One of the leading World Health Organization officials admitted this week that its report on the origins of the coronavirus pandemic did not seriously address the theory that COVID-19 escaped from a Wuhan lab—because China demanded that the WHO exclude it.
Peter Embarek, who spearheaded the joint commission that the WHO sent to China, acknowledged in an interview with a Danish news network, translated by a Summit News source, that the lab-leak theory is much more likely than the WHO’s origins report suggested.
“An employee who was infected in the field by taking samples falls under one of the probable hypotheses,” he said.
The WHO’s investigation, rather, asserted that the lab leak theory was “extremely unlikely,” while a natural origins theory was much more likely.
Embarek explained that WHO investigators only dismissed the lab-leak theory because Chinese officials demanded that they do so.
“In the beginning, they didn’t want anything about the lab [in the report], because it was impossible, so there was no need to waste time on that,” he said. “We insisted on including it, because it was part of the whole issue about where the virus originated.”
A discussion of whether to include the lab-leak theory at all lasted until 48 hours before the investigation was supposed to conclude, Embarek said.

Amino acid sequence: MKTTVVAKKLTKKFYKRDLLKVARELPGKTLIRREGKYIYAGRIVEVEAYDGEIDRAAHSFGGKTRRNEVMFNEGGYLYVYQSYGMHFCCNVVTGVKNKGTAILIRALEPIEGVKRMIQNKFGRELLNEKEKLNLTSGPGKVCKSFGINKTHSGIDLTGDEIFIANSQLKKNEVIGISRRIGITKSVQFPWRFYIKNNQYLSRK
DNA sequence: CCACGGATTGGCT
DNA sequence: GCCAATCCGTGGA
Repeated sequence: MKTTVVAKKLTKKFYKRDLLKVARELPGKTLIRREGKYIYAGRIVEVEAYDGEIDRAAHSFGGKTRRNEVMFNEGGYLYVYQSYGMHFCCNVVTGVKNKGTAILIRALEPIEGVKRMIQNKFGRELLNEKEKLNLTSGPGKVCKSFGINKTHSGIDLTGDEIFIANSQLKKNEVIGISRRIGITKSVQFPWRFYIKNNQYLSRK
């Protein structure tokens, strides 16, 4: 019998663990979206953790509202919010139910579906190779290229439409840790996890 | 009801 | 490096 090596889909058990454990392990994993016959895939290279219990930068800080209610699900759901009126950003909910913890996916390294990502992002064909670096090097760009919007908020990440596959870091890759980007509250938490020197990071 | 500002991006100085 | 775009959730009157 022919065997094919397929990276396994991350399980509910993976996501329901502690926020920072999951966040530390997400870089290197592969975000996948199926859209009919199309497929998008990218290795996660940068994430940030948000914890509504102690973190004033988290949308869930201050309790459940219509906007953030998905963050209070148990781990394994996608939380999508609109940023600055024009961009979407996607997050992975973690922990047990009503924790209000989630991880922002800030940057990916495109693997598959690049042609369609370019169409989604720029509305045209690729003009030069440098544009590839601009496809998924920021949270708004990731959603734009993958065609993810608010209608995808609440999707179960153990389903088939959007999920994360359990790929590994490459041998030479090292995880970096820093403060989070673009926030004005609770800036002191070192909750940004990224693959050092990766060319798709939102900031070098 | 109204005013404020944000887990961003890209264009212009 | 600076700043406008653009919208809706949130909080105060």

Eventually, Embarek’s Chinese counterpart agreed to discuss the lab-leak theory in the report “on the condition we didn’t recommend any specific studies to further that hypothesis,” he said.
When asked why the Chinese government resisted the WHO’s efforts to discuss the lab-leak theory, he said the Chinese political system does not allow authorities to acknowledge “human error.”
“It probably means there’s a human error behind such an event, and they’re not very happy to admit that,” he said. “The whole system focuses a lot on being infallible, and everything must be perfect. Somebody could also wish to hide something. Who knows?”
Mounting speculation in the US now centers on the possibility that the Chinese lab—with support from US agencies—was conducting controversial gain-of-function research that involved mutating organic viruses into deadly and more contagious strains.
Such research may be used to develop vaccines preemptively, before a pandemic hits, but also to pursue biological weapons.